But they weren’t the right pairs. I bought the two cheapest pairs they had, each on sale for half price. I offered to buy two pairs if they were on sale, or one pair at full price. Have you priced kid’s athletic shoes lately? She loved the idea of getting two pairs, but this full price pair had that special shade of pink, and this other one has… And then she was lost, totally overwhelmed with choices.

For 45 minutes we walked the aisles and talked prices and how shoes are supposed to fit and today’s shoe budget. She wanted all the shoes, and then none. She wanted socks. She wanted boy’s high tops, then running shoes, then only basketball shoes in hot pink would do, then only shoes with pink and some purple. Then she declared the store unworthy, and wanted to go home.

So I bought the cheap pairs. But not without protest. The Founding Fathers would be quite proud of this one’s embrace of her right to protest her oppression by the Establishment. And that’s me, of course. I’m The Man, holding her down. (eye roll)

But I bought them anyway because I had spent my Saturday morning fetching her from practice and tromping around a mall. I didn’t want to go home empty handed. So I bought her two perfectly good pairs, each of which she had said she loved and wanted at some point or another during the god awful roller-coaster of a shopping trip. I bought shoes so we could at least say we accomplished something. We came for shoes, and shoes were bought. God Bless America.

You know, of course, that she has more shoes in her room right now than I had my entire childhood combined. She has an entire rainbow of colorful sneakers, flats, hiking boots, rain boots, slippers, etc. So many shoes. Last week she asked for special basketball shoes because she’s playing basketball now. So of course I agreed to buy her some.

After I graduated college (best nine years of my life, but that’s a different story), I got a crappy job. Then a different but equally crappy job. Then another slightly less crappy job. And then I got a real job over in Indy and commuted from Terre Haute to Carmel for almost a year. It was 90 minutes one way, and gas was 97 cents a gallon. I could fill up my Honda Accord for about 15 dollars, and I did so about twice a week. It seemed ridiculously expensive, but it was my ticket out.

Once I had that real job, with a salary and medical benefits and all the trimmings, the first thing I did was go buy two pairs of sneakers. I had never in my life bought two pairs of shoes at the same time. It had always been one pair to last the school year, and we’ll replace them as they wear out. At some point I had bought additional pairs, on sale, walking shoes with more support, dress shoes, etc. So I owned more than one pair. But I had never bought two at the same time.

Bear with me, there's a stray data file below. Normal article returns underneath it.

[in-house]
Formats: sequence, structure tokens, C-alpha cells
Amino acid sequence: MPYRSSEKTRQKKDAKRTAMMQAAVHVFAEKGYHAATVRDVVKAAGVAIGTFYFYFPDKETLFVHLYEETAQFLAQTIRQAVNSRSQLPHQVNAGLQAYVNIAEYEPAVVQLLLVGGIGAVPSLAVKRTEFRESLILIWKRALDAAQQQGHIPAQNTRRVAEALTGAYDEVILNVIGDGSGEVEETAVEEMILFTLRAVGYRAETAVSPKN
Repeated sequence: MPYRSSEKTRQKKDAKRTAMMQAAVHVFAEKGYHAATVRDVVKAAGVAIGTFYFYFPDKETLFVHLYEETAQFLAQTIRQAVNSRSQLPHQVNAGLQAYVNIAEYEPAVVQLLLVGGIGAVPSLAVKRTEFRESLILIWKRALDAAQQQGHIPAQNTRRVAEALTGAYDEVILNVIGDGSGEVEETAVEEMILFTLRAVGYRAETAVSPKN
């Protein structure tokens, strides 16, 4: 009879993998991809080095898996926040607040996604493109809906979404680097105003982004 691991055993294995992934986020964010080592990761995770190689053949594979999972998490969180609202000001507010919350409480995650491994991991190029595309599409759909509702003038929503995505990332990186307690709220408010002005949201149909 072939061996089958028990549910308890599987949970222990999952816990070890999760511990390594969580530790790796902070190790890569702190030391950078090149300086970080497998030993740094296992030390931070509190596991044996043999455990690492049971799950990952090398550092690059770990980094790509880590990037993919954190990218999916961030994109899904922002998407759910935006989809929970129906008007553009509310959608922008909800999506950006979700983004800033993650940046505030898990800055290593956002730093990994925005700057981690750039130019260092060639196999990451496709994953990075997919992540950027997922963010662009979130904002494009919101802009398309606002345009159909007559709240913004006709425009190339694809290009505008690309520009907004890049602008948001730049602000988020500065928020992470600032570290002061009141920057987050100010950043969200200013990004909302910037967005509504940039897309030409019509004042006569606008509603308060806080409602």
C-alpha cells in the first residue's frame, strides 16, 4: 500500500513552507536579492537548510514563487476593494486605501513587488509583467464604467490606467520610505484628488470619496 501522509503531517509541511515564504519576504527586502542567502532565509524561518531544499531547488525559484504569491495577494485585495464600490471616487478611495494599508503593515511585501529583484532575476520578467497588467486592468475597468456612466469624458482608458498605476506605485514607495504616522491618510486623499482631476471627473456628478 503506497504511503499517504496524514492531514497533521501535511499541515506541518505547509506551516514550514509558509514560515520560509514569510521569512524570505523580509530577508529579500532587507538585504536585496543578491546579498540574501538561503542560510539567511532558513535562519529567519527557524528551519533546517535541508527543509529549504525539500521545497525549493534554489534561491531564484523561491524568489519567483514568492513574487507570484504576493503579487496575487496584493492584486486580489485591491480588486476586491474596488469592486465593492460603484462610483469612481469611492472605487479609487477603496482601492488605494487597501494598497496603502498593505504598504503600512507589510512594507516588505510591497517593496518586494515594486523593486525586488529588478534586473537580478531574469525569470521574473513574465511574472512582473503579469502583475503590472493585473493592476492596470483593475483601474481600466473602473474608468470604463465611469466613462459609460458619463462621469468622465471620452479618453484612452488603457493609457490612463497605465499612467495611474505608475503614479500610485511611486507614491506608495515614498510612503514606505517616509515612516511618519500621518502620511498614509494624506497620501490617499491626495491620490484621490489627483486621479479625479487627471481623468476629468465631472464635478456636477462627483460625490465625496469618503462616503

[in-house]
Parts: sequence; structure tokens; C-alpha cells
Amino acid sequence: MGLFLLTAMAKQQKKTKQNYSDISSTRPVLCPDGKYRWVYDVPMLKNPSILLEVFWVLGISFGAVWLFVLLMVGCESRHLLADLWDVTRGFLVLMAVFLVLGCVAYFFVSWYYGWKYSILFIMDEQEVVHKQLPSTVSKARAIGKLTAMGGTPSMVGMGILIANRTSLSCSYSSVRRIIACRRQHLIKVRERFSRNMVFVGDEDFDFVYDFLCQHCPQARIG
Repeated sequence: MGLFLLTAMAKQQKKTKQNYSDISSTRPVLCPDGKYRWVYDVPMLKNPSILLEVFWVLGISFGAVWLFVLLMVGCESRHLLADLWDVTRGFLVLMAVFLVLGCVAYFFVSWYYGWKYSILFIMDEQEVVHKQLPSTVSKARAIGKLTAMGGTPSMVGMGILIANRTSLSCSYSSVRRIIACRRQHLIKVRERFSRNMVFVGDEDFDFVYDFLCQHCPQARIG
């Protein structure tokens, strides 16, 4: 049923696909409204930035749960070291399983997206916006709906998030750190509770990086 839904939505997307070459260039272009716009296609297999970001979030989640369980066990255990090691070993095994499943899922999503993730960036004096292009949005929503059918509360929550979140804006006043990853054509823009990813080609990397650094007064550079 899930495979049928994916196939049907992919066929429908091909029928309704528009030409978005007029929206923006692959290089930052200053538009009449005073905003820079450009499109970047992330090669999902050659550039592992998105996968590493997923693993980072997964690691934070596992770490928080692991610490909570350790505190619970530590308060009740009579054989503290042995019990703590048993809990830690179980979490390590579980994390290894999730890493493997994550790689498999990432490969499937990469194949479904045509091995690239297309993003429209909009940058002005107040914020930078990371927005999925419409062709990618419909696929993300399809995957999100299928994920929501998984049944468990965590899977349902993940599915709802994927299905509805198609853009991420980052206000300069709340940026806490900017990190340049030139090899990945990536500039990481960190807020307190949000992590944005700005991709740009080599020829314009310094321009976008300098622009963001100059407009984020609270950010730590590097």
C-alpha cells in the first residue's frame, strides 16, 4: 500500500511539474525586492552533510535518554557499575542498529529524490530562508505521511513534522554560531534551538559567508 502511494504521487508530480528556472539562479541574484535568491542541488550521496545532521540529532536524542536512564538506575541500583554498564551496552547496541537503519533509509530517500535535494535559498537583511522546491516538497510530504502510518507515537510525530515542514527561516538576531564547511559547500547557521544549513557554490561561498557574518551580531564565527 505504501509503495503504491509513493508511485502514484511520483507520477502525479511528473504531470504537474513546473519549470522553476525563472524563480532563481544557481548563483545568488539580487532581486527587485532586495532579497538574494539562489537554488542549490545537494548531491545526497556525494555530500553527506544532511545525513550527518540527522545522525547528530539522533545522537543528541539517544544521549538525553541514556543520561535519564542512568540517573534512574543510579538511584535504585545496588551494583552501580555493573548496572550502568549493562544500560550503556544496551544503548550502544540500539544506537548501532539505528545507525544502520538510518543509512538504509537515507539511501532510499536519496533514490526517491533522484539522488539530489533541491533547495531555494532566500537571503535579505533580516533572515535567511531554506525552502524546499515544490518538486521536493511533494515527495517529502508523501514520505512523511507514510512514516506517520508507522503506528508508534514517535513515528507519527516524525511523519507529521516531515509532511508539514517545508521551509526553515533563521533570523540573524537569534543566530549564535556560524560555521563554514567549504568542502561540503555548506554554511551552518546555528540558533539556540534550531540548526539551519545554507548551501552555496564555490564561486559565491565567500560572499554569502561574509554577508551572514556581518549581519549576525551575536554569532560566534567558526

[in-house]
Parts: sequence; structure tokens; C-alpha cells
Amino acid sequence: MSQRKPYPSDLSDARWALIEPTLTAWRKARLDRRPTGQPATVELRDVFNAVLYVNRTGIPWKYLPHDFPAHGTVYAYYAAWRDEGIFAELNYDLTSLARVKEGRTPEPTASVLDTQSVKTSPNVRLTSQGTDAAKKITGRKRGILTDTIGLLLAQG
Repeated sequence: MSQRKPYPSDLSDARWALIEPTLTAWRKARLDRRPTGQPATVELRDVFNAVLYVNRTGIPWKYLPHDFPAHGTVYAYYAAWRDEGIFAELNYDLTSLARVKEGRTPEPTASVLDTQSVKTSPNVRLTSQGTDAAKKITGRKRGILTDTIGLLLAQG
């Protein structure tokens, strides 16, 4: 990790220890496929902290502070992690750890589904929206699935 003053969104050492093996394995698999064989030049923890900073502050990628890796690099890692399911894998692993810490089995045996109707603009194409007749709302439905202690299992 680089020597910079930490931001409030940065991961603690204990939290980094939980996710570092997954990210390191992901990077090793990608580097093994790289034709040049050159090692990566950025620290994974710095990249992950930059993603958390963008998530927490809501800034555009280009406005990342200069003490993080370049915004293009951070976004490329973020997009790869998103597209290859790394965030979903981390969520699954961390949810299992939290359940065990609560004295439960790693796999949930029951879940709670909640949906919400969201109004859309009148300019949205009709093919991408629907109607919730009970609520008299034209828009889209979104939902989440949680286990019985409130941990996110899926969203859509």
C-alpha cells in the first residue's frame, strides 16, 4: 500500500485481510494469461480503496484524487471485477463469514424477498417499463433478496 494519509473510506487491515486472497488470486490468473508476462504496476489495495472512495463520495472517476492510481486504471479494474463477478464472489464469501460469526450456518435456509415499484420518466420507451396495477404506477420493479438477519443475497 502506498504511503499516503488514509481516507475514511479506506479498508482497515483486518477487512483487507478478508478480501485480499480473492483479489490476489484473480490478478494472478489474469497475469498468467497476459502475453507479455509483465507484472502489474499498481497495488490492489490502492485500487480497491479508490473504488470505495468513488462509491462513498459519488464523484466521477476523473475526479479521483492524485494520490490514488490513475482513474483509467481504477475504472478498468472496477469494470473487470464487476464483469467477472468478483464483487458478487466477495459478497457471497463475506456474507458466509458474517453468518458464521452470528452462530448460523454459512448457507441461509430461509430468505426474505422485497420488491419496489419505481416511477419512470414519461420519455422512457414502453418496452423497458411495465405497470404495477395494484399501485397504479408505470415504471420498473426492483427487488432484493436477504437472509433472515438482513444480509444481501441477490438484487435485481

The triumph I felt, at age 29, walking out of that store with two brand new pairs of size 15 cross trainers, was off the charts. It was the first moment in my entire life when I had felt just a tiny, miniscule whiff of financial independence. I wanted two shoes, so I bought two shoes. I am man, hear me purchase.

Now, to be clear, I “paid” for them on a credit card, so I effectively paid double for them over the next couple of years — but that’s yet again a different blog post.

So today at the mall I didn’t have much sympathy for my girl who couldn’t choose shoes because she had too many options.  I mean, I wasn’t a jerk about it. I know her pain is very real to her, and I don’t want to make it worse. But she needed shoes, and I bought them. Problem solved.

I engaged her in small talk as she gobbled her food court lunch. Or rather, as she inhaled it. She originally laughed at how much food I bought her, literally pointing and chuckling at the giant piece of mall-style cheese pizza as it arrived. But she ate it plus a big bowl of plain mall-style spaghetti, and slurped up her Sprite. Then she asked for a smoothie and then it was gone, too. I don’t believe she understands just how much energy basketball uses. She’ll sleep well tonight, methinks.

After dumping our trays into the food court trash bins, we walked silently to the car. She chose to still walk a couple steps behind me. I kept turning my head just a bit to catch her in my peripheral vision, to make sure she was still there, but not so much to make her feel I was watching her.

As I backed out of the parking space, she broke her silence. “Dad, can you hand me back my new shoes? I want to try them on.”

“Sure thing, honey. I think they’ll be great basketball shoes for you. I don’t know much about sports, but I hope these shoes help you feel stronger and faster, so you can enjoy playing.” I waited for her to respond, but still silence.

I drove, quietly, enjoying the turn of events. I had won. I had played my odds, played the long game, and had succeeded. Dad of the Year material here, folks. I never doubted myself.

We were about half way home before she spoke up again.


“Yes, honey.”

“These shoes…”

“Yes? Pretty awesome, right?”

Several long moments passed without a response. I mulled the rainy streets, wondering if the weather would in fact clear up later.


“Yes, honey.”

“These shoes…”

“Yes, dear.”

“They don’t fit.”